Given our perspectives as athletic training educators, self-reflection led us to examine whether our educational programs could be contributing to these problems. Although barriers in higher education (eg, racial and ethnic disparities in access to higher education, performance on achievement tests such as the SAT, ACT, and Graduate Record Examinations) may partially explain some of the lack of diversity within the athletic training profession, the larger onus is on individual programs to admit diverse students and advance the profession. One area that warrants further inquiry and actionable solutions is the assessment of program success by the Commission on Accreditation of Athletic Training Education (CAATE). Specifically, standards 6 (“The program meets or exceeds a 3-year aggregate of 70% first-time pass rate on the Board of Certification [BOC] examination”) and 7 (“The program meets or exceeds a 3-year aggregate of 70% of an overall pass rate on the [BOC] examination”) of the CAATE “2020 Professional Standards”8 must be analyzed and reconsidered with respect to inclusion. These standards,8 both of which automatically place athletic training programs on probation for not achieving these thresholds, are fraught with concerns that we believe directly and indirectly inhibit the advancement of persons of color and those from communities that are traditionally underserved in higher education.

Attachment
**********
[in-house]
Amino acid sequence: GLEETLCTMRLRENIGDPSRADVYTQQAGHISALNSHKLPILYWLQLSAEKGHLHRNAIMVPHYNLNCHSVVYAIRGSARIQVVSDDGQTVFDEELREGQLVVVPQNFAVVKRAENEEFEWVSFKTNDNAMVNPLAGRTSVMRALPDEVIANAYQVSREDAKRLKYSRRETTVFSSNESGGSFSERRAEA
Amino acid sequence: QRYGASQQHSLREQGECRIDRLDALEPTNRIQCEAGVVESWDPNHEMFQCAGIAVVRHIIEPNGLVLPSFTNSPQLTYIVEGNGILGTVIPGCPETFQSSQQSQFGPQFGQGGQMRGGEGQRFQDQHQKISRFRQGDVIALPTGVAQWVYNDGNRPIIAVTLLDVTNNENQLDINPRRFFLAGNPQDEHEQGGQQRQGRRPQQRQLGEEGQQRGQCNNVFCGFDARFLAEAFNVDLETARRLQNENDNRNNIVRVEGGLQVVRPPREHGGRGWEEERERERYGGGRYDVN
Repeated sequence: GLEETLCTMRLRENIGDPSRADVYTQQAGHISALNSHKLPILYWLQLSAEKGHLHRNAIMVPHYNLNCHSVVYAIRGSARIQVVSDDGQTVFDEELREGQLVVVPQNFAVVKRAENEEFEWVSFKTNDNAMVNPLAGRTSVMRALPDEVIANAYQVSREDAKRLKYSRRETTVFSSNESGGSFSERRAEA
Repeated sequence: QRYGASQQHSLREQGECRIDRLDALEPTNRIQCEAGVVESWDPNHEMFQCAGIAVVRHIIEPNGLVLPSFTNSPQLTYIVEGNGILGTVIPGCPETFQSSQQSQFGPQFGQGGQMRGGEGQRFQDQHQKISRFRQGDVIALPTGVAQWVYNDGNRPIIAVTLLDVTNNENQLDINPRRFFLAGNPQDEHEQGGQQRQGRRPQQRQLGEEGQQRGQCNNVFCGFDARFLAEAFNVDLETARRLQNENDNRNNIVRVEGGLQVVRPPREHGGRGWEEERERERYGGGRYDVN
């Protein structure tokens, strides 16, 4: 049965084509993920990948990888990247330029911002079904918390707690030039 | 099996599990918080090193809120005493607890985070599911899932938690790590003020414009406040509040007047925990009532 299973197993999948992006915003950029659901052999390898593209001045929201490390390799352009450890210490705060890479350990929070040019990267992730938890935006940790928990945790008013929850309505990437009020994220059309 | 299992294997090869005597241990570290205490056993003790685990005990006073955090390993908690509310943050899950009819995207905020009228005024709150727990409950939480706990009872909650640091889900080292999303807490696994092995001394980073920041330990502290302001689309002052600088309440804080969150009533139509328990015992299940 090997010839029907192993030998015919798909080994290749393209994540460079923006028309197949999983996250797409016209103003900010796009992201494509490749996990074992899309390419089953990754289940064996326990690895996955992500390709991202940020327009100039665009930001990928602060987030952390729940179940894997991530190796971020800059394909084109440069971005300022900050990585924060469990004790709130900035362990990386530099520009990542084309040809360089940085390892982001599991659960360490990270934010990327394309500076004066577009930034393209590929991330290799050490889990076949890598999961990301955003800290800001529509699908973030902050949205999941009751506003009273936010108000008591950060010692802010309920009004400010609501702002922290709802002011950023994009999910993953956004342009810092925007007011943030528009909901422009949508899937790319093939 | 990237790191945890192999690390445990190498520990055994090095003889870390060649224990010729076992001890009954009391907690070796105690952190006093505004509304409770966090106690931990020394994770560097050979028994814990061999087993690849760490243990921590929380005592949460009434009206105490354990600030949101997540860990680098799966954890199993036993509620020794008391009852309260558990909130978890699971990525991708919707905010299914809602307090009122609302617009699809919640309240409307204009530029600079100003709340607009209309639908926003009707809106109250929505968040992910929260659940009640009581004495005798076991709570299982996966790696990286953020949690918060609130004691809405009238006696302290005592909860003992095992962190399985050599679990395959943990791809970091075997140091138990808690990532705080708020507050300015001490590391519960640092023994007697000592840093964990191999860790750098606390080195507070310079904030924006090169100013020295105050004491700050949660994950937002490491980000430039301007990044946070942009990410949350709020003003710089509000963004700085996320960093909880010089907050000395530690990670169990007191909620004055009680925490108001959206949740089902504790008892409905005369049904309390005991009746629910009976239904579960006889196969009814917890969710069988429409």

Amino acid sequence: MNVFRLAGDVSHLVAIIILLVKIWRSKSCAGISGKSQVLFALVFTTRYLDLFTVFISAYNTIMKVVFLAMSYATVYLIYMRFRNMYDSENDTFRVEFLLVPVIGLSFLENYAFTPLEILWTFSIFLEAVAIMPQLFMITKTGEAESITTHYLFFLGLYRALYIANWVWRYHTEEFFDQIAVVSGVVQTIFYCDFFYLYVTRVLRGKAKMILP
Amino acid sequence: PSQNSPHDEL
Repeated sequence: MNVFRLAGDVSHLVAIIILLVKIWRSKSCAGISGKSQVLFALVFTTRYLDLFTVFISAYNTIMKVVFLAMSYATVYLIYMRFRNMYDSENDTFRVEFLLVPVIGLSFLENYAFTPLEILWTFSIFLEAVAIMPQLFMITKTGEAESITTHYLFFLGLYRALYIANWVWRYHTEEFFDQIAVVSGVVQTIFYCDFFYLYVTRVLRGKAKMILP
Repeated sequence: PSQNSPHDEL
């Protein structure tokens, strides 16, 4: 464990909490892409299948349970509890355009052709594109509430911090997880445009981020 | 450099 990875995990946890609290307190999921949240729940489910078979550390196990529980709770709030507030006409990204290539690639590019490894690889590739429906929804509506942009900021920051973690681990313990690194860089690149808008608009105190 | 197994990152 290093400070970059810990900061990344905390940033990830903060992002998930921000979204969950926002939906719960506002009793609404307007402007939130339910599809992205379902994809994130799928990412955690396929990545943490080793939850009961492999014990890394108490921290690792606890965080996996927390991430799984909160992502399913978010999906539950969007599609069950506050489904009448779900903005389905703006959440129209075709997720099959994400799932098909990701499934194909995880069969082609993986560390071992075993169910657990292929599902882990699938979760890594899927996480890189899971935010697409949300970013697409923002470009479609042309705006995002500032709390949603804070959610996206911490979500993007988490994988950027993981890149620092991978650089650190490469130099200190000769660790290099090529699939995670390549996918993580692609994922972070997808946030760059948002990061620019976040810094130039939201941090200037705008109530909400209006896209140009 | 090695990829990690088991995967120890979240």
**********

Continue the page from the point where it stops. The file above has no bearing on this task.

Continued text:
Standards 6 and 7 of the CAATE “2020 Professional Standards” rely on students' ability to pass the BOC examination, a standardized test, and use this as an indicator of the adequacy of the educational program. Although this is a seemingly appropriate method of gauging program effectiveness by objectively assessing a student's competence in the 5 domains of athletic training practice, we find this process an impediment to enhancing diversity, equity, and inclusion in our profession. Standardized testing was started in the early 20th century by Edward Thorndike, one of the most prominent psychologists in history,9,10 as a means of assessing the academic competence of students. From Taylorism, an approach used to standardize American industry and reduce inefficiency,11,12 Thorndike developed a means of standardizing the educational system in the United States through the lens of identifying “superior” and “inferior” students.9,10 Specifically, Thorndike created standardized tests, which remain commonplace at all levels of our educational system today, to rank students on their abilities. This undoubtedly and purposely excluded non-White students, as evident from Thorndike's own belief in diverting resources away from “inferior” students and toward “superior” students, which was coupled with his idea that individuals from different ethnic backgrounds had various levels of mental abilities.9,13 The exclusionary design of standardized testing, which persists in 2020, is an example of systemic racism built into the US education system. Substantial evidence indicates that racial and ethnic minorities, particularly non-Hispanic Black or African American and Hispanic populations, perform markedly worse than their non-Hispanic White counterparts.14–26